Dylan Thomas, author of ‘Under Milk Wood’, lived in New Quay for a brief but very productive period during the 1940s. Characters and locations in the famous ‘play for voices’ were inspired by stories, people and places in and around New Quay and Ceredigion - an area he was familiar with since childhood, and referred to as ‘the most precious place in the world’.
(Image courtesy of Jeff Towns)
Dylan Thomas in Ceredigion
Dylan Thomas had deep roots in the West Wales countryside, and escaped to its tranquil coast from the hubbub of London. As a child, he came to stay for holidays with relatives at Hendre farm near Cardigan, he later stayed with childhood friend Vera Phillips and her family, who rented a house at Talsarn. He visited London contemporary, Dewi Emrys, at his cottage in Talgarreg. He relished the peace to write at the apple house at Llanina mansion, while the artist Augustus John lived in another ruined building on the other side of the mansion's walled garden. He also enjoyed visiting Aberaeron and the dairy farms of the Aeron Valley with his friend, Tommy Herbert the vet, and spent time swapping banter and tales with mariners and farmers at inns and taverns across the county.
Most notably, he lived and found inspiration at New Quay, the 'cliff perched, toppling town' maritime village perched on the side of a wooded hill. He would spend time in the company of local characters -many of them retired mariners or country poets - in village pubs from New Quay to Lampeter and along the Aeron Valley, listening to their tales and making notes.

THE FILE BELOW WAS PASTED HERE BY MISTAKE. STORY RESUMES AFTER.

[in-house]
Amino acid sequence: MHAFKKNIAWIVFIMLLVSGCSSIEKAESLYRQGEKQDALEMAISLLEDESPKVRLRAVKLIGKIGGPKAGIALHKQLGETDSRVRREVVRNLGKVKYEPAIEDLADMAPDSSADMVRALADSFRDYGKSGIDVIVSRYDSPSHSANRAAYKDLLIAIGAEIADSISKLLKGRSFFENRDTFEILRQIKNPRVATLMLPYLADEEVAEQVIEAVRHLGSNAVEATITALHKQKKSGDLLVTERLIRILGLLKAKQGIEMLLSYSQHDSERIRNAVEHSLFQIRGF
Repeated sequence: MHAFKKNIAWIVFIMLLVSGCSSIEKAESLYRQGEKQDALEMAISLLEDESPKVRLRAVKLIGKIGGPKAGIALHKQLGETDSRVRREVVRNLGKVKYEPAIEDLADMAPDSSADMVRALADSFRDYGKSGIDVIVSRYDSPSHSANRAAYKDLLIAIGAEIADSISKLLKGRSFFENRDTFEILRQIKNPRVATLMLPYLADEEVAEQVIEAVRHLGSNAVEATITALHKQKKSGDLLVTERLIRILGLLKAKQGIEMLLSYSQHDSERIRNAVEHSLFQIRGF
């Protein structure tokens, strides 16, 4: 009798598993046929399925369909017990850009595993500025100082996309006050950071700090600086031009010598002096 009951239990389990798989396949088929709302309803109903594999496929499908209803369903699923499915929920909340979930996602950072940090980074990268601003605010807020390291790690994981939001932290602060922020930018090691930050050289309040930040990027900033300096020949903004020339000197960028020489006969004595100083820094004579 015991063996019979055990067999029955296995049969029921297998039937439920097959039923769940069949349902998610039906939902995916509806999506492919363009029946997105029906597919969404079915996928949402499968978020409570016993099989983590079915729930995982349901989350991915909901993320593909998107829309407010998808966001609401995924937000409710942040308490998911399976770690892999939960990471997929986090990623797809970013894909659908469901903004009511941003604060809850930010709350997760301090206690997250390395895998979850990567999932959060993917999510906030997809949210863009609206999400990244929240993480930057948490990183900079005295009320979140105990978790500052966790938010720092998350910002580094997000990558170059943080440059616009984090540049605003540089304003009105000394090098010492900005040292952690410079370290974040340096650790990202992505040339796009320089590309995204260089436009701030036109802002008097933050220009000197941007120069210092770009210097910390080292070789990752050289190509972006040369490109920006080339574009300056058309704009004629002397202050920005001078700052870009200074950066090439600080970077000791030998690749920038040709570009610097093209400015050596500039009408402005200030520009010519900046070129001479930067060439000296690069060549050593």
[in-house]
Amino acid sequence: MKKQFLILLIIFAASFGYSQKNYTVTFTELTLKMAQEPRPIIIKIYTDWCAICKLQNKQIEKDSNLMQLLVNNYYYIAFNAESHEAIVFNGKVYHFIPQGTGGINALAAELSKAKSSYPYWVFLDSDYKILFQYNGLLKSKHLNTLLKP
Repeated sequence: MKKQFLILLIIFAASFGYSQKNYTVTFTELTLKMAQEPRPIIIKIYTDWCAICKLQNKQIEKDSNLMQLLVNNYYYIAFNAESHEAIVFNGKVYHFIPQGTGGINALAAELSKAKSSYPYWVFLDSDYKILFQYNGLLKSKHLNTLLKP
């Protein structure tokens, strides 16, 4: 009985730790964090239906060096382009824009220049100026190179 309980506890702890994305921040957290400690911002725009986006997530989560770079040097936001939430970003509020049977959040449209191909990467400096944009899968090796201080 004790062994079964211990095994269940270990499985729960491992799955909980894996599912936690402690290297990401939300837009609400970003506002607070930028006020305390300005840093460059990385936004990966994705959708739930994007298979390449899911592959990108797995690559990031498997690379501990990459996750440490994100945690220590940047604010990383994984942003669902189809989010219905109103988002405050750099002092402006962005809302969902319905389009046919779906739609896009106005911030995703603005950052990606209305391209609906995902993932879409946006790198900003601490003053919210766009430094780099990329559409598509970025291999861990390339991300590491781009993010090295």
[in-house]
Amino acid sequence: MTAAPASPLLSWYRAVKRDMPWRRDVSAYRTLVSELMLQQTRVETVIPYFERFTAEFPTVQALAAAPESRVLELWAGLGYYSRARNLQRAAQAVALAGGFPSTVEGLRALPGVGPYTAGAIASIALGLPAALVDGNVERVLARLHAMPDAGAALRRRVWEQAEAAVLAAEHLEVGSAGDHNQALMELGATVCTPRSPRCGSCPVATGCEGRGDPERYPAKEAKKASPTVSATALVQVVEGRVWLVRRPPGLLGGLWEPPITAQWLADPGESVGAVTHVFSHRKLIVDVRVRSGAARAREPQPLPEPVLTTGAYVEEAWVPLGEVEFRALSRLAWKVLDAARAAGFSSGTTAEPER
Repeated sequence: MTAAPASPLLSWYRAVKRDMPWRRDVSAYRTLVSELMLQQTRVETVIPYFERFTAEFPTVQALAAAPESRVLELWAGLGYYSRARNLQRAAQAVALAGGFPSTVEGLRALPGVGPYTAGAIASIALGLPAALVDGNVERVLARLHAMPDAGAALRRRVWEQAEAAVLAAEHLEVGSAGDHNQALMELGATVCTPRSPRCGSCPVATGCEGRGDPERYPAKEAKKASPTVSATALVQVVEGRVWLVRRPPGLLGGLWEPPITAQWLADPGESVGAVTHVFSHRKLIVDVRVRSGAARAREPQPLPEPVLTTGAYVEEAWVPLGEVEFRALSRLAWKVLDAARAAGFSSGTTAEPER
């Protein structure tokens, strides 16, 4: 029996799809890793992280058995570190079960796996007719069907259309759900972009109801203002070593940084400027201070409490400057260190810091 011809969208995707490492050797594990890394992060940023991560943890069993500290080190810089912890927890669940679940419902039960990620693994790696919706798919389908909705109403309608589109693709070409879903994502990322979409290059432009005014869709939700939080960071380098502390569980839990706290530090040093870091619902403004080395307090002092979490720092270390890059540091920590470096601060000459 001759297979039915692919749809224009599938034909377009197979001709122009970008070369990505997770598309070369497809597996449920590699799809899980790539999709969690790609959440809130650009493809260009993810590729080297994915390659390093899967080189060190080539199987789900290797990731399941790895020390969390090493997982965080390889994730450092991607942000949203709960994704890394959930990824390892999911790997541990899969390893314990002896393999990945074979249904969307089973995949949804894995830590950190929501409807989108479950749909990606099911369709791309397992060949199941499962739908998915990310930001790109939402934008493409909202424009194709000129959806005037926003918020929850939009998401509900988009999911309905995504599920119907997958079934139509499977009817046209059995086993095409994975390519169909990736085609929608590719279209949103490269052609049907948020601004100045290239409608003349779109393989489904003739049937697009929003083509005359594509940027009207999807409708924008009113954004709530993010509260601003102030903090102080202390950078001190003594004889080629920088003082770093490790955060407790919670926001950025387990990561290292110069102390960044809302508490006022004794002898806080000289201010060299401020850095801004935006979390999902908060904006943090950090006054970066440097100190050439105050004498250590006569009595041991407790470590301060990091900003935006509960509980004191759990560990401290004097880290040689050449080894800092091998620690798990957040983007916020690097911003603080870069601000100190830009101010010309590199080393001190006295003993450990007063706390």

Dylan was particularly productive at New Quay - about 15 of the poems in the collection ‘Deaths and Entrances’ were written whilst he was in Ceredigion.
Poems he composed at New Quay include 'The Conversation of Prayers' and the poem he wrote to his son, Llewelyn 'This Side of the Truth'.
New Quay was undoubtedly a welcome refuge from war torn London and Swansea, but not a complete escape, as this is also where he wrote 'A Refusal to Mourn the Death of a Child.' The film 'The Edge of Love', filmed on location in New Quay and Lampeter, depicts an episode of Dylan's life when he lived at 'Majoda' a bungalow overlooking the bay.
Under Milk Wood
The prose poem ‘Quite Early One Morning’ describes a walk along the coastal cliffs as the village awakes. It
is considered to be the template for his most famous work, ‘Under Milk Wood’.
Many of the characters and places described in the play’s fictional
village of Llareggub bear close resemblance to New Quay people and locations –
just take a boat trip out to the bay and look back at the tumbling terraced
streets, imagine Captain Cat dreaming about drowned sailors and mermaids, and
recall the Reverend Eli Jenkins’ prayer.
Take a walk along the Ceredigion Coast Path south from New Quay to Cwmtydu and you'll come to the river Dewi - also mentioned by Reverend Eli Jenkins in Under Milk Wood.
Read about Dylan’s Ceredigion connections in
David Thomas’ 'Dylan Thomas Trail ' or ‘A farm, two mansions and a
bungalow’available at Ceredigion Tourist Information Centres.
Discover places Dylan Thomas knew and loved in
and around New Quay on the Dylan Thomas Trail, and find out more about his life and works on discoverdylanthomas.com